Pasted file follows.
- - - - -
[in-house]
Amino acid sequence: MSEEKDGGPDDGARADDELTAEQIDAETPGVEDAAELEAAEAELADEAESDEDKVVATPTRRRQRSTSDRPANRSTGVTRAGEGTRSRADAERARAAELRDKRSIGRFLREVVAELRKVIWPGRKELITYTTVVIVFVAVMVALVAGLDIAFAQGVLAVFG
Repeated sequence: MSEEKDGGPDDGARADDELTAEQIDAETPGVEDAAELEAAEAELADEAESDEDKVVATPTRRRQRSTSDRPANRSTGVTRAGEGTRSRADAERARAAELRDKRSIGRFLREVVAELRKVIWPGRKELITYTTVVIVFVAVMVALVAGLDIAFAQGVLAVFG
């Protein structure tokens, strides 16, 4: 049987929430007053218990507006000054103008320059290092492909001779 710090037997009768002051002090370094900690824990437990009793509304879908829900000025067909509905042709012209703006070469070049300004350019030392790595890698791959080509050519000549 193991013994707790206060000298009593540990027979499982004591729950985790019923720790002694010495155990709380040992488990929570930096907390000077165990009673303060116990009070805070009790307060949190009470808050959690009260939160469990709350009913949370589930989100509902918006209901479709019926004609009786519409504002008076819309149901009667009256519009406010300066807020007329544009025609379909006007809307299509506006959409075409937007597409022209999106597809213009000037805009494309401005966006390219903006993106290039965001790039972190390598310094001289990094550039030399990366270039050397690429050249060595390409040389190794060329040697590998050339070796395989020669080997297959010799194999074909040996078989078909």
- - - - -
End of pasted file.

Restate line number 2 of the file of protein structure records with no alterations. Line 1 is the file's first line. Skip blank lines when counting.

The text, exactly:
Amino acid sequence: MSEEKDGGPDDGARADDELTAEQIDAETPGVEDAAELEAAEAELADEAESDEDKVVATPTRRRQRSTSDRPANRSTGVTRAGEGTRSRADAERARAAELRDKRSIGRFLREVVAELRKVIWPGRKELITYTTVVIVFVAVMVALVAGLDIAFAQGVLAVFG